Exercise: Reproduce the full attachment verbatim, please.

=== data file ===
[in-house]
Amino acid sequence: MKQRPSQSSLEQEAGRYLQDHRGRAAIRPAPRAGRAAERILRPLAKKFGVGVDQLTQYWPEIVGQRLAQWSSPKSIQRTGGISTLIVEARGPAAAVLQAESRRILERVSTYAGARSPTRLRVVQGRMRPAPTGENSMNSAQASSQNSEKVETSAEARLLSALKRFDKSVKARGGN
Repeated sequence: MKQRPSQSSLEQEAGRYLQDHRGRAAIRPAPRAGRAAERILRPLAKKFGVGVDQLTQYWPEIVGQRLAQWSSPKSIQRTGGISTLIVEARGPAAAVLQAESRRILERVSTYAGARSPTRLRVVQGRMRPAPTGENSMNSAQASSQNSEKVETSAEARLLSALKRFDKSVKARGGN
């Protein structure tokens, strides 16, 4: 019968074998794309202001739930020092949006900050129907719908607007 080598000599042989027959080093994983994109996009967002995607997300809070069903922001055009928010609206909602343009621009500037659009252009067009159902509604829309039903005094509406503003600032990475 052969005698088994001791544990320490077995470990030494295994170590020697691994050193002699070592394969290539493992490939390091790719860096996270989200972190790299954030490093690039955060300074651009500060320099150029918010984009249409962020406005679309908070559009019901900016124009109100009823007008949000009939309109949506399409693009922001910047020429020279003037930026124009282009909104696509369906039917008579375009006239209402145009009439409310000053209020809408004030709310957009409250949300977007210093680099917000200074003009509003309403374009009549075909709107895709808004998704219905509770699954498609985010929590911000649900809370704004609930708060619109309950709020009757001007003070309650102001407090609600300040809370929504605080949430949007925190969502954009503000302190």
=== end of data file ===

[in-house]
Amino acid sequence: MKQRPSQSSLEQEAGRYLQDHRGRAAIRPAPRAGRAAERILRPLAKKFGVGVDQLTQYWPEIVGQRLAQWSSPKSIQRTGGISTLIVEARGPAAAVLQAESRRILERVSTYAGARSPTRLRVVQGRMRPAPTGENSMNSAQASSQNSEKVETSAEARLLSALKRFDKSVKARGGN
Repeated sequence: MKQRPSQSSLEQEAGRYLQDHRGRAAIRPAPRAGRAAERILRPLAKKFGVGVDQLTQYWPEIVGQRLAQWSSPKSIQRTGGISTLIVEARGPAAAVLQAESRRILERVSTYAGARSPTRLRVVQGRMRPAPTGENSMNSAQASSQNSEKVETSAEARLLSALKRFDKSVKARGGN
């Protein structure tokens, strides 16, 4: 019968074998794309202001739930020092949006900050129907719908607007 080598000599042989027959080093994983994109996009967002995607997300809070069903922001055009928010609206909602343009621009500037659009252009067009159902509604829309039903005094509406503003600032990475 052969005698088994001791544990320490077995470990030494295994170590020697691994050193002699070592394969290539493992490939390091790719860096996270989200972190790299954030490093690039955060300074651009500060320099150029918010984009249409962020406005679309908070559009019901900016124009109100009823007008949000009939309109949506399409693009922001910047020429020279003037930026124009282009909104696509369906039917008579375009006239209402145009009439409310000053209020809408004030709310957009409250949300977007210093680099917000200074003009509003309403374009009549075909709107895709808004998704219905509770699954498609985010929590911000649900809370704004609930708060619109309950709020009757001007003070309650102001407090609600300040809370929504605080949430949007925190969502954009503000302190």